192050143.6%
193060621.0%
194092152.0%
19501,16526.5%
19601,52430.8%
19703,127105.2%
19804,53945.2%
19905,38518.6%
20007,23134.3%
20107,5544.5%
Est. 201812,757[2]68.9%
U.S. Decennial Census[14]

As of 2010 Clarkston had a population of 7,554. The racial and ethnic composition of the population was 13.6% white (13.1% non-Hispanic white), 58.4% black or African American (57.9% non-Hispanic black), 0.2% Native American, 4.8% Vietnamese, 16.8% other Asian, 2.1% from some other race and 4.1% from two or more races. 2.8% of the population was Hispanic or Latino of any race.[15]

As of the census[3] of 2000, there were 7,231 people, 2,469 households, and 1,587 families residing in the city. The population density was 6,856.3 people per square mile (2,659.0/km²). There were 2,622 housing units at an average density of 2,486.1 per square mile (964.2/km²). The racial makeup of the city was 19.44% White, 55.66% African American, 0.11% Native American, 12.57% Asian, 0.04% Pacific Islander, 2.56% from other races, and 9.61% from two or more races. Hispanic or Latino of any race were 4.61% of the population.

In 2000, Clarkston foreign residents included African (4%), Arab (1%), West Indian (1%), Asian Indian (1%), Other Hispanic or Latino (1%), and Central American (1%) immigrants.[16]

There were 2,469 households out of which 38.9% had children under the age of 18 living with them, 34.2% were married couples living together, 21.4% had a female householder with no husband present, and 35.7% were non-families. 22.8% of all households were made up of individuals and 2.5% had someone living alone who was 65 years of age or older. The average household size was 2.92 and the average family size was 3.54.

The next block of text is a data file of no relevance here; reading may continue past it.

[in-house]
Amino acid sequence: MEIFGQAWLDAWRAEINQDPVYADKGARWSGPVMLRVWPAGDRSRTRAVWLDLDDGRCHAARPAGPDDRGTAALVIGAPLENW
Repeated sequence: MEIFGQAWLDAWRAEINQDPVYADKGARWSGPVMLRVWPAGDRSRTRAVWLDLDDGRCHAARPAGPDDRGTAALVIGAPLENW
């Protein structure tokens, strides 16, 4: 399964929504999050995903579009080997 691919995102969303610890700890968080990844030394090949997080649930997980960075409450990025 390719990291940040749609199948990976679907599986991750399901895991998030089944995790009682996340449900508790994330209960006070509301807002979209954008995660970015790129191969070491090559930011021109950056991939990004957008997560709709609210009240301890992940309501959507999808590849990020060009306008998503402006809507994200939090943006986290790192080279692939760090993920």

In the city, the population was spread out with 30.0% under the age of 18, 12.9% from 18 to 24, 40.0% from 25 to 44, 13.4% from 45 to 64, and 3.7% who were 65 years of age or older. The median age was 28 years. For every 100 females, there were 103.7 males. For every 100 females age 18 and over, there were 99.3 males.

The median income for a household in the city was $37,436, and the median income for a family was $38,056. Males had a median income of $27,604 versus $25,000 for females. The per capita income for the city was $14,304. About 19.5% of families and 19.3% of the population were below the poverty line, including 21.0% of those under age 18 and 6.7% of those age 65 or over.

Education[edit]

DeKalb County School System operates Clarkston's public schools.

All the schools are located outside of the city limits of Clarkston.

Atlanta Area School for the Deaf is a State funded school in Clarkston.

Public libraries[edit]

DeKalb County Public Library operates the Clarkston Branch.[17]

Refugee resettlement[edit]

Georgia is among states that receive the highest amount of refugees for resettlement, and has resettled more than 37,000 refugees since 1993.[18] Clarkston receives a large portion of these refugees, but arrivals have gradually declined yearly since 2016.[19] In 2016, then Georgia Governor Nathan Deal issued and then reneged on an executive order attempting to cease influx of Syrian refugees into the state.[20] Additionally, as of 2019 federal funding for refugee programs has decreased and executive orders have been issued that allow states increased authority to limit resettlement, which has resulted in the downsizing of several Georgia resettlement organizations.[21]